With respect to water pollution, in Mst. Ameer Bano v. S.E.Highways,^37^ the petitioner alleged that the sewerage system in Bahawalpur had become totally unserviceable with the result that the dirty water had collected in the form of ponds. The highway department was constructing the roads at a very high level and if it was allowed to continue, the overflowing dirty water would enter the residential houses. The court was of the opinion that human life in the area


^35^2011 SCMR 1743

^36^Writ Petition No. 671 of 1995.

^37^PLD 1996 Lahore 592.

might be endangered, thus, the right to life would stand denied to a large number of citizens.

The influence of Shehla Zia on Pakistani environmental jurisprudence continues to this day as reflected in Anjum Irfan v. LDA,^38^ a case in the Lahore High Court concerning the setting of air and noise pollution standards under the 1997 Act. The court suggested various measures for combating pollution, which included, inter alia, efficient utilization of solar energy, more plantations of trees, measures to introduce electric rail cars, and increasing the role of the media in promoting public awareness.

The issue of air pollution was also considered in Pakistan Chest Foundation v. Government of Pakistan,^39^ where the petitioners had filed a writ petition with the aim of stopping tobacco advertisements on Pakistani television. The Lahore High Court, while accepting the writ petition, brought the case within the 'right to life' principle set out in Shehla Zia.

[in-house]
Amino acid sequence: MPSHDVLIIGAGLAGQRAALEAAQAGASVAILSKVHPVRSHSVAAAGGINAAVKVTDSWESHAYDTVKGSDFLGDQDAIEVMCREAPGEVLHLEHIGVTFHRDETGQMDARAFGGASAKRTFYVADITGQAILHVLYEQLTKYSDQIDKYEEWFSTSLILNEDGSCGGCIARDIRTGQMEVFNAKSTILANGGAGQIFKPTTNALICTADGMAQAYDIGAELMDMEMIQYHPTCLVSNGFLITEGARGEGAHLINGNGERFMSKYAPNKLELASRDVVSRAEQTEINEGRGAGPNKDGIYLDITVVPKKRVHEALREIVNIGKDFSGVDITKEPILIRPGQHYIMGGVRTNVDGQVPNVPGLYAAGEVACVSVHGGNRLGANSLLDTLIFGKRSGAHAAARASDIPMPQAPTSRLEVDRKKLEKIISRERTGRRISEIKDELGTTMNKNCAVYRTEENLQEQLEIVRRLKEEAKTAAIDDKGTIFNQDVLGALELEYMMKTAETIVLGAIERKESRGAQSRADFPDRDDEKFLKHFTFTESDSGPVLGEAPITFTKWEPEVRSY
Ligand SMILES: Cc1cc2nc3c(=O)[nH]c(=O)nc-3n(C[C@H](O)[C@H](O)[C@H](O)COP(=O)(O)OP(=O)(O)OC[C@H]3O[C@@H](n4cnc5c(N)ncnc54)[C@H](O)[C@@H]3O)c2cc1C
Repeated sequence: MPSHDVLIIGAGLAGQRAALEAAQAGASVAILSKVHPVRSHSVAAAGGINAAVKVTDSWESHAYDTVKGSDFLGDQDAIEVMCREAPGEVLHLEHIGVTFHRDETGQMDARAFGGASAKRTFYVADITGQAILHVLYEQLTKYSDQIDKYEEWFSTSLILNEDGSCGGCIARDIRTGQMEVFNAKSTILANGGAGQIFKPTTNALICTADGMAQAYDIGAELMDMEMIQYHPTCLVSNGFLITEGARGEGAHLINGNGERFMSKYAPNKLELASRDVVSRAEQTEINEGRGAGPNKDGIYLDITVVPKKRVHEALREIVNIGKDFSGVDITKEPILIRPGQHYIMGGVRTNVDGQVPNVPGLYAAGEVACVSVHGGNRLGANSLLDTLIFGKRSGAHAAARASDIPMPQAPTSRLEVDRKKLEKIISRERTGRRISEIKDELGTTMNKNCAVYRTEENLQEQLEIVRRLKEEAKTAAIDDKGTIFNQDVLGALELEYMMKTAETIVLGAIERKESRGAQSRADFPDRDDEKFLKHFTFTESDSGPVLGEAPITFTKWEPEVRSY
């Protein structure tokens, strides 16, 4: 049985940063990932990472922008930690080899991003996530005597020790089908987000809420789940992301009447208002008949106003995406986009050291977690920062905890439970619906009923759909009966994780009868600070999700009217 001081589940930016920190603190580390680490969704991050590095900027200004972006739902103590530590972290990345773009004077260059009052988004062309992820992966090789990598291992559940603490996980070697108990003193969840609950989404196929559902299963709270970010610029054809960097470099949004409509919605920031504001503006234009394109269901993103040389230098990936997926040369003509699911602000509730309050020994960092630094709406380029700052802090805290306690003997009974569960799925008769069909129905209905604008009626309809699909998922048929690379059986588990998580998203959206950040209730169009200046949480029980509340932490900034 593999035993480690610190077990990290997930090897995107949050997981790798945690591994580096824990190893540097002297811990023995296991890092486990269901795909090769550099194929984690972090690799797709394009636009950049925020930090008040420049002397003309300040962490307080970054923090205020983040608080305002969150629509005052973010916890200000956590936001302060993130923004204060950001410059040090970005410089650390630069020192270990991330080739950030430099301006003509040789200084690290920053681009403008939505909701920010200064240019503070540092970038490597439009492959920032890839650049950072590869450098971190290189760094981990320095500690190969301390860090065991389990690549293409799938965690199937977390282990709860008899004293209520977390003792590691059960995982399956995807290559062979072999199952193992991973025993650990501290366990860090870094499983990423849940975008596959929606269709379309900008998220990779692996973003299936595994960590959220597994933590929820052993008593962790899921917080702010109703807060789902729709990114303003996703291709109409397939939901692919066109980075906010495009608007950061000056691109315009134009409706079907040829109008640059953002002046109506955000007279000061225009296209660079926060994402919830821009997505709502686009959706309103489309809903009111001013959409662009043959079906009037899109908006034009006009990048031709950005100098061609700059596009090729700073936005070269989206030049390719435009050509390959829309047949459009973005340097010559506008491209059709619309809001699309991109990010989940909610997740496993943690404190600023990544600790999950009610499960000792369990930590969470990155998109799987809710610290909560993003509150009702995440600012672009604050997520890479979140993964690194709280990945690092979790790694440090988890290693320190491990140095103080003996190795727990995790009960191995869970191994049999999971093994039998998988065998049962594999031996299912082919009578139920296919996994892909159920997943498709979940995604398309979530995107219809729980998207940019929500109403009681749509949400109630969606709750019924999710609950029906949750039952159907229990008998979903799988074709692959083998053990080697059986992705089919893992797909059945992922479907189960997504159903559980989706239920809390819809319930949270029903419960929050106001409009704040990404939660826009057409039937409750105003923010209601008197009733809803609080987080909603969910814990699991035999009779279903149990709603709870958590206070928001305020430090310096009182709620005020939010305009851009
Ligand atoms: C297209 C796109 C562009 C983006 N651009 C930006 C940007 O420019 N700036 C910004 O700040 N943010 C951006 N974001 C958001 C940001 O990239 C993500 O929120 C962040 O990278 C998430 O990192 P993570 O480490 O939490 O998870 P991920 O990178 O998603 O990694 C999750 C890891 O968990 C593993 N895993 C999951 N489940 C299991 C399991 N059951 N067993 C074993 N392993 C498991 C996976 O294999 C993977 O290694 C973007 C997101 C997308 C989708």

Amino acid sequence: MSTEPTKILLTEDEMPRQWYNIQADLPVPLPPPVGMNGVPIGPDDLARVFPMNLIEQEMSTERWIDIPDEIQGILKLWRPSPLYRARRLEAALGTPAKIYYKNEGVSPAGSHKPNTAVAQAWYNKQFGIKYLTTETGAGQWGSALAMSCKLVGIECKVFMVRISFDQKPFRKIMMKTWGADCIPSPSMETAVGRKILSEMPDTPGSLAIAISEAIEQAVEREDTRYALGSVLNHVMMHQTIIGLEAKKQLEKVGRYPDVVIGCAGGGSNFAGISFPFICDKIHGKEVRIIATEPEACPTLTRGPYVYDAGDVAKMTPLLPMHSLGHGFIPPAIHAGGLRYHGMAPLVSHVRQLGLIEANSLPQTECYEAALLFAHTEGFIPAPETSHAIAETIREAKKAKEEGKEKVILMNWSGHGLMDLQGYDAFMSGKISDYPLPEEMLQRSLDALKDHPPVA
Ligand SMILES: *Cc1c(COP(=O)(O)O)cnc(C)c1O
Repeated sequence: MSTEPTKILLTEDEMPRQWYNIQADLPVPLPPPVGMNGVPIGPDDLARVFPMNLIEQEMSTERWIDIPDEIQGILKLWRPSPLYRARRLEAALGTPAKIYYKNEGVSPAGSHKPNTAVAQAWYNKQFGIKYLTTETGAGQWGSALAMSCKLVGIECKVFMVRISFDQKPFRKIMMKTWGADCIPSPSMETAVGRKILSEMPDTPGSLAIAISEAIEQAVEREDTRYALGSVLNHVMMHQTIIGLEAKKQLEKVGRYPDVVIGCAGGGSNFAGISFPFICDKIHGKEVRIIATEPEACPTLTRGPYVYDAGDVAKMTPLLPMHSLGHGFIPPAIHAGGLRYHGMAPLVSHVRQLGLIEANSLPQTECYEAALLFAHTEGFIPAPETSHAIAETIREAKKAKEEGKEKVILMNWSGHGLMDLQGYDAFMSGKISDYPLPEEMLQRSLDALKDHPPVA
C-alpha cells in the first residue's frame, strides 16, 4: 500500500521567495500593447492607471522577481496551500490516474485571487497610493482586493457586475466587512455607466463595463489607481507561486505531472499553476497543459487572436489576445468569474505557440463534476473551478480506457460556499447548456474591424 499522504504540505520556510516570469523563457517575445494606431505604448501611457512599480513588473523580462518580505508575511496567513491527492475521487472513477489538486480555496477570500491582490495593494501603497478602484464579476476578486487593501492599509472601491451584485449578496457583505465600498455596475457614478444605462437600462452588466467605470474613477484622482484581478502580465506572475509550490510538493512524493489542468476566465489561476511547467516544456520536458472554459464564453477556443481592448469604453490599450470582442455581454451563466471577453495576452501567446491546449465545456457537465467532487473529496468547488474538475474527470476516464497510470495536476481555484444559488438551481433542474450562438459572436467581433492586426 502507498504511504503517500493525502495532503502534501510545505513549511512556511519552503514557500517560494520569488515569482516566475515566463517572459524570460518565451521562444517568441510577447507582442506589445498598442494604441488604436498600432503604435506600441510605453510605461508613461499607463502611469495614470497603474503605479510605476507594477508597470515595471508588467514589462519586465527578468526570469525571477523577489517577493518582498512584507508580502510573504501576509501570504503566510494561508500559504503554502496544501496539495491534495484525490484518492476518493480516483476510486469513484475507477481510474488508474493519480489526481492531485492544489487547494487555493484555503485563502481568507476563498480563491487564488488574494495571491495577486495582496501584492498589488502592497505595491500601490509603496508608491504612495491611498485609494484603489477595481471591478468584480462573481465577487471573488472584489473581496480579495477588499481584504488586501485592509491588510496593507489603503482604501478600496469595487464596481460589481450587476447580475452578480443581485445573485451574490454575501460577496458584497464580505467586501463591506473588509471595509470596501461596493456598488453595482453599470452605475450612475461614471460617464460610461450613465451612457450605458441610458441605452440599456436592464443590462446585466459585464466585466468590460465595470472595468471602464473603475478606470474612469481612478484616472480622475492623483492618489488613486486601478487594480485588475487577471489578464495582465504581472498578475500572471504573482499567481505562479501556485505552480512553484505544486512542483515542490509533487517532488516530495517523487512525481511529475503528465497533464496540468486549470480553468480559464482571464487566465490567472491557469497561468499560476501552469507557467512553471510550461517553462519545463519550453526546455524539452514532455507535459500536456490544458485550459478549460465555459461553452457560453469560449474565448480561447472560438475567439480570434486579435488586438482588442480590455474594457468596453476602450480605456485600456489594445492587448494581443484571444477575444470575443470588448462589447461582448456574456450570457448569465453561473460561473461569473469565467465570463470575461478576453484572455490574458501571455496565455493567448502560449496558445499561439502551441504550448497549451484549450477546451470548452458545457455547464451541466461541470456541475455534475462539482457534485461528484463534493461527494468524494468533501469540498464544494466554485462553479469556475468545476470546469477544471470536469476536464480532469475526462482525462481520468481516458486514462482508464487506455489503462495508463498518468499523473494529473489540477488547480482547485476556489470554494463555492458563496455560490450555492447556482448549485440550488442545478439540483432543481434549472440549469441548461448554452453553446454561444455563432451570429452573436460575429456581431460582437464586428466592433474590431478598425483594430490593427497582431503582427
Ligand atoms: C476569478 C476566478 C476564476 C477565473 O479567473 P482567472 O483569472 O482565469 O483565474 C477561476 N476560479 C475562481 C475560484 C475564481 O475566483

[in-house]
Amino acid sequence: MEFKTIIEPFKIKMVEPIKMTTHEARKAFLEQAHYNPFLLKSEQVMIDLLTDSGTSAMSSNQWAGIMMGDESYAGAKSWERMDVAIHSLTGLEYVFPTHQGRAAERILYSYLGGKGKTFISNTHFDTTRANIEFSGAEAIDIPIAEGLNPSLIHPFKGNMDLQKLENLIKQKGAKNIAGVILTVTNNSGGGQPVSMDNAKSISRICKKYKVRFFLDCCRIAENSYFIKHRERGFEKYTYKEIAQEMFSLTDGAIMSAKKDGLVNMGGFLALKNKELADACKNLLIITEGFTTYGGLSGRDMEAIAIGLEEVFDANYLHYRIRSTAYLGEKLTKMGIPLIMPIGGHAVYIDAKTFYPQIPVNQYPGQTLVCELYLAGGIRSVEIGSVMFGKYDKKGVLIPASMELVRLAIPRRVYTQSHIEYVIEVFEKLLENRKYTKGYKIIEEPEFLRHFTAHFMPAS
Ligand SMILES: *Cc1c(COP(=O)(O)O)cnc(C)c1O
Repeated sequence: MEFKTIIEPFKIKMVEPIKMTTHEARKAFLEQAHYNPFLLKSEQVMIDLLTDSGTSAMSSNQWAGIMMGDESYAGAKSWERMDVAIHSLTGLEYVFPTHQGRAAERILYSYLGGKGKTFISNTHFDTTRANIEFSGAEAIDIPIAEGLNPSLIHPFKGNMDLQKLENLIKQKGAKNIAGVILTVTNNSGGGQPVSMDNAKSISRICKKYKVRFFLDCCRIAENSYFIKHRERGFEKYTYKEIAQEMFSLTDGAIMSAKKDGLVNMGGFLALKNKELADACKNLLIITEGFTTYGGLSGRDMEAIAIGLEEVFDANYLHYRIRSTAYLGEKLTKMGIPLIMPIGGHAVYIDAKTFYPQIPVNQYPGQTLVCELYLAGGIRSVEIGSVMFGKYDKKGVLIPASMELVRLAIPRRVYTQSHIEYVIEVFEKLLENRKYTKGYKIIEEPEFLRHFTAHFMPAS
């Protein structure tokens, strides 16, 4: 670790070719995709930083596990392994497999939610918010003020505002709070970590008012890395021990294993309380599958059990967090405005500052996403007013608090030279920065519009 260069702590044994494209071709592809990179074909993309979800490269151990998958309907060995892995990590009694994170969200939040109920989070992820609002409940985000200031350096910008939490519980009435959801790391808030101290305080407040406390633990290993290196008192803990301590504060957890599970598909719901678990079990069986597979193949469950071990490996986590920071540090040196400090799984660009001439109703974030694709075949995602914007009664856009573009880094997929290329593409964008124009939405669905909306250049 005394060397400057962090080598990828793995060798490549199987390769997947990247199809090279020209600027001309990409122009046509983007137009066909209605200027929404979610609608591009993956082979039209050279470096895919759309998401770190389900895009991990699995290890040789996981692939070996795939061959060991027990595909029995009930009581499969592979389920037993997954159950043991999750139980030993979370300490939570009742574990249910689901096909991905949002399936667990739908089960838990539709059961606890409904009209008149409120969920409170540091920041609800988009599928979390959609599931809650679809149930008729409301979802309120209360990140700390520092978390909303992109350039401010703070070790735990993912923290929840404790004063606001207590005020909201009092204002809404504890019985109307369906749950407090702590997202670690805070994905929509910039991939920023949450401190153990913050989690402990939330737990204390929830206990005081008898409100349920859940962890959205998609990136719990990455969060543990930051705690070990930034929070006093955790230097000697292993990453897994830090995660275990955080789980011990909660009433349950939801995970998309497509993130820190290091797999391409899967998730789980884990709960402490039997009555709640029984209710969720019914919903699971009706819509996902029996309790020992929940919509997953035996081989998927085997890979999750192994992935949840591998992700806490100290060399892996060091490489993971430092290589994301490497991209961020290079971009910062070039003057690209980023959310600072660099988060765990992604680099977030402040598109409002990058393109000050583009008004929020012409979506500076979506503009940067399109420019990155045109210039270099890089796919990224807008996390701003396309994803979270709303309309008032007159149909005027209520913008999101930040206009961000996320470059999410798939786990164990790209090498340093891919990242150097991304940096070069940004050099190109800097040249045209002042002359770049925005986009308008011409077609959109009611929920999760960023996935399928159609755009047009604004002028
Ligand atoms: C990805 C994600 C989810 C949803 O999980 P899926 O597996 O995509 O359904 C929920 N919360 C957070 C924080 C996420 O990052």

The model of using expert commissions in complex issues has proved to be an effective device. In City District v. Muhammad Yusaf,^40^ the petitioners sought an environmentally appropriate solid waste disposal site in Mahmood Booti in Lahore. In Sindh Institute of Urology and Transplantation and others v. Nestle Milkpak Limited and others,^41^ the Sindh High Court held that a landowner has a right to collect and dispose of all water within his own limits but that this right is not unfettered. Natural resources of the earth, including air, water, land, flora and fauna (especially representative samples of natural eco-systems), must be safeguarded for the benefit of present and future generations. The court held that the 'public trust' doctrine in terms of the common law, means that natural resources including air, sea, water, and forests, are held in the public trust, and being a gift of nature, should be made freely available to everyone irrespective of their status. Even under Islamic law, certain water resources are to be protected from misuse and over-exploitation. Nestle filed an appeal before the Division Bench of the Sindh High Court, {Nestle Milk Pack v. SIU7)^,42^